We will use the source code found in the following gist: [gist:b5ca9ca75fc788dbd340384c1ac8e022]
Fill in your credentials and Graylog credentials at the top with
Then, run the script with
python logger.py — this will download the DGA list via the
build_data_dict function, compute the last-five-minute window based on Graylog’s time query, and search Graylog by calling
search_graylog(). Of course, you can improve this by caching the DGA list to only download daily.
If you want an example fixture, comment out the fixture from
lines 32-38, as this will create an alert without querying the server.
Lines 79-81 will then call the alerting function with the
results, the time strings, and a reference to the
data_dict that we built previously. On line 46, if a
term, aka a
hostname, is found within our DGA
data_dict, then create an alert fixture with some metadata and add that to a list. Once that list is returned, there is logic to see if there is an alert available. If so,
send_to_graylog is called and then a message is popped into the POST Input on Graylog. From there, you can set up Graylog to alert on any message coming in on that input, because you know those messages are alertable events. Creating rules to check for keys will save CPU power on stream processing, and you can also create dashboards to help track alerts over time.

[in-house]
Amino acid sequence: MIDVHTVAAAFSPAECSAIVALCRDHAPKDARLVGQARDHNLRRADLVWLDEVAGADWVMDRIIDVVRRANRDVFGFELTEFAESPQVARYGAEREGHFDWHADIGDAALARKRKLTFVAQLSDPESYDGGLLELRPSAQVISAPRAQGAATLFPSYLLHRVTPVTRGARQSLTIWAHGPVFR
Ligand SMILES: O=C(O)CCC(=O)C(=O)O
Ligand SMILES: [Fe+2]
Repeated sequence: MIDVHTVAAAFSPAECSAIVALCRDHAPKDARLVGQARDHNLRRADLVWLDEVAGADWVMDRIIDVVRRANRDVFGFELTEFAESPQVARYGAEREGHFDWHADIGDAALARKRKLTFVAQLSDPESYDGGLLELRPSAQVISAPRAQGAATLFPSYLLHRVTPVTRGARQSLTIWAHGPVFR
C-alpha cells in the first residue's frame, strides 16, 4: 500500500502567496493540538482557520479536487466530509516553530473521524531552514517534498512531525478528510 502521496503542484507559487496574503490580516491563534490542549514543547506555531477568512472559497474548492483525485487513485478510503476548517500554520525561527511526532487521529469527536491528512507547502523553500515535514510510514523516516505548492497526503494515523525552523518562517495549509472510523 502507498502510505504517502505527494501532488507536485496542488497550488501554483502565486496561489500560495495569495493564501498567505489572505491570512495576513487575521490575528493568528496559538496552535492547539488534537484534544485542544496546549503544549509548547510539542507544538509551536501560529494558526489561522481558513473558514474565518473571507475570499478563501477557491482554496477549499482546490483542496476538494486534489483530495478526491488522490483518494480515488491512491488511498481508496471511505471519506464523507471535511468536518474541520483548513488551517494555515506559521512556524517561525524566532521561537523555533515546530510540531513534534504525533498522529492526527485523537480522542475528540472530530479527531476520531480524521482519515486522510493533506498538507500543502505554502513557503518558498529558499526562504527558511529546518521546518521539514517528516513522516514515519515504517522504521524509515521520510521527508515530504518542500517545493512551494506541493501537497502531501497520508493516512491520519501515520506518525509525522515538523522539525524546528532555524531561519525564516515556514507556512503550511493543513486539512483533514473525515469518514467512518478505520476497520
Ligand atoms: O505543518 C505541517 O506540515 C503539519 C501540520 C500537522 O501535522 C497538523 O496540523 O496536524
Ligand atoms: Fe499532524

Fastly employs Python scripts similar to the one above. We have two alerting scenarios in our pipeline, and the above demonstrates the scenario where your team needs to alert on searches that aggregate data. Graylog does have a plugin7 to help with aggregate type alerting, but if we needed to perform multiple searches which group data together then this plugin would not help. Because this is in Python, complicated alerting scenarios can then be represented in code rather than the web interface. It also allows us to have testing, revision control, and continuous integration with our alerting pipeline.
For more on handling security events, check out the upcoming talk on 11/1 from Fastly’s Maarten Van Horenbeeck, Lisa Phillips, and Tom Daly, “Incident command: the far side of the edge,” at O’Reilly’s Security Conference in New York.